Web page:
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Gemstone Crystal structures


Crystallography is the study of crystal structures and encompasses the geometrical, physical, and chemical properties of a crystal. The field can be very complex, requiring a mastery of not only geometry, but physics, and chemistry as well. Our purposes here are to give only a very high level introduction to the geometric aspects so that the terms will have some meaning when comparing the crystal form of two different types of gem. There are differing opinions as to how many structures there are but most agree that there are 32 or 33 non-cubic forms, and 15 cubic forms. Experts also disagree on whether there are 6 or 7 basic structures that concern us as gemologists. Most, if not all, structures have derivations from the basic type ie. the 15 types of the cubic structure.

The cubic structure, to most of us, means a six-sided object with all sides having the same dimension and all angles being 90 degrees, as in the first figure. Crystallography recognizes 15 cubic forms ranging from the cube with 6 sides, to the octahedron with 8 sides, the second figure to the hexoctahedron with 48 sides, the last figure. The important thing is that the basic law, three axis of equal length form 90-degree angles between any two axes, still holds true. To form a 6-sided cubic structure, draw three axis and add square planes at the ends of the axis, to form an octahedron, use the same three axis, but add triangular planes with edges and points connected. A hexoctahedron still follows the basic 3-axis rule, but it contains several sets of 3-axis structures

Crystals structures are grouped into three basic structure groups depending on the number of equal dimensions. The first group, trimetric, contains three axis of equal length therefore only includes the cubic structure. The second group or dimetric group, consists of the trigonal, tetragonal and hexagonal structures. This group has two axis of similar length, with a third and possibly a fourth axis of a different length. The third and final group is the monometric group with no two axis the same. This group includes the monoclinic, triclinic and orthorhombic structures.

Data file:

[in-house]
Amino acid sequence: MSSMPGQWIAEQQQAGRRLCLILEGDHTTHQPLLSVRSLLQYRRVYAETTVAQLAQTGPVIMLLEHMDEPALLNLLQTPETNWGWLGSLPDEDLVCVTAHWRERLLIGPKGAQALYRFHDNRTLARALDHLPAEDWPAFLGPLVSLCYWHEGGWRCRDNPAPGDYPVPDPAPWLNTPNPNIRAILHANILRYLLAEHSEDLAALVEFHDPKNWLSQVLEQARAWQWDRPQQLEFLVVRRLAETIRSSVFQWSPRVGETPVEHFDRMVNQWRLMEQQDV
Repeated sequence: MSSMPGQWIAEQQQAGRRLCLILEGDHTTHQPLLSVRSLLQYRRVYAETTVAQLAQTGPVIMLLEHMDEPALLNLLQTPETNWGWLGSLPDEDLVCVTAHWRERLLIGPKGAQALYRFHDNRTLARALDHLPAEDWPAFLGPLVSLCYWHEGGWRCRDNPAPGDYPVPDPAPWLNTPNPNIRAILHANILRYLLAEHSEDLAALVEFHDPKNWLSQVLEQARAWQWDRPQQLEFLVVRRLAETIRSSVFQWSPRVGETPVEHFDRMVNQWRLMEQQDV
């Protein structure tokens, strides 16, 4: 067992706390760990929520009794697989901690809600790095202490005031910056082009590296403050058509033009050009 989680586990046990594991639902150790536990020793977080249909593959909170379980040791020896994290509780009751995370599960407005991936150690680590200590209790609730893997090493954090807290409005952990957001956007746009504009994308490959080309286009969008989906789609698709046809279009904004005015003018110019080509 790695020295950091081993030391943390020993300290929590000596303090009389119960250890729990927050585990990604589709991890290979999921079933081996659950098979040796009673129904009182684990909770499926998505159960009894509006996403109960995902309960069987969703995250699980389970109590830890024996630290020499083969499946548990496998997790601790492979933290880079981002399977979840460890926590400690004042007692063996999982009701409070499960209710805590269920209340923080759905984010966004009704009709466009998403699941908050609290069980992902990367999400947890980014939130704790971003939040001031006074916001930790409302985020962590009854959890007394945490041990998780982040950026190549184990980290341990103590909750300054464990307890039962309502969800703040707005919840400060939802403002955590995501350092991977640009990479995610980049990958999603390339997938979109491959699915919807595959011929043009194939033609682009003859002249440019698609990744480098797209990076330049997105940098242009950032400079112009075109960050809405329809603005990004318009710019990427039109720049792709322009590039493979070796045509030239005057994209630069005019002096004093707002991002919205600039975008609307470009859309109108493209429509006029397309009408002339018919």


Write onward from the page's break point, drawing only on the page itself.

Cubic

The cubic structure is characterized by three equal axis - a,b and c. This structure provides a cubic shape with all sides sides having the same dimensions.
Tetragonal

The tetragonal structure is characterized by two equal axis - b and c with a being a different length.With all angles at 90 degrees, this structure provides an elongated cubic shape with the end view being square and the side views being rectangular.
Hexagonal

The hexagonal structure is characterized by three equal axis - a, b and c with e being a different length.With all angles between a,b and c at 60 degrees to each other and 90 degrees to e, this structure provides an elongated, or shortned hexagonal form with flatened ends.
Trigonal

The trigonal structure is characterized by three equal axis - a, b and c with e being a different length.With all angles at 60 degrees, this structure provides an elongated or shortned hexagonal shape from any side, and a perfect hexagonal shape from the end.
Orthorhombic

The orthorhombic structure is characterized by no equal axis - all three are a different length.With all angles at 90 degrees, this structure provides a rectangular shaped structure from any direction.
Monoclinic

The monoclinic structure is characterized by no equal axis - all three are a different length.With one angle at 90 degrees, this structure provides a rectangular shaped structure with a wedge shape end.
Triclinic

The triclinic structure is characterized by no equal axis - all three are a different length.With no angle at 90 degrees, this structure provides an irregular shaped structure with no square corners.


Gemstones may exhibit several different derivatives of a form, such as the garnet that often exhibits both the dodecahedron and tetrahexahedron variation of the cubic structure (12 and 24 sides respectively).

In showing the seven types here, we have seriously over-simplified a very technical subject. For a more detailed discussion of crystallography, see the following sites... but be prepared, you may need to hold a doctorate in geometry to understand some of it!

Introduction to Crystallography and Mineral Crystal Systems
by Mike Howard at rockhounds.com


Crystal Systems
at mineral.galleries.com


Introduction to Mineralogy class
by J. Rice at Emory University


Crystallography
at webmineral.com
. . . This site shows rotating models of various structures

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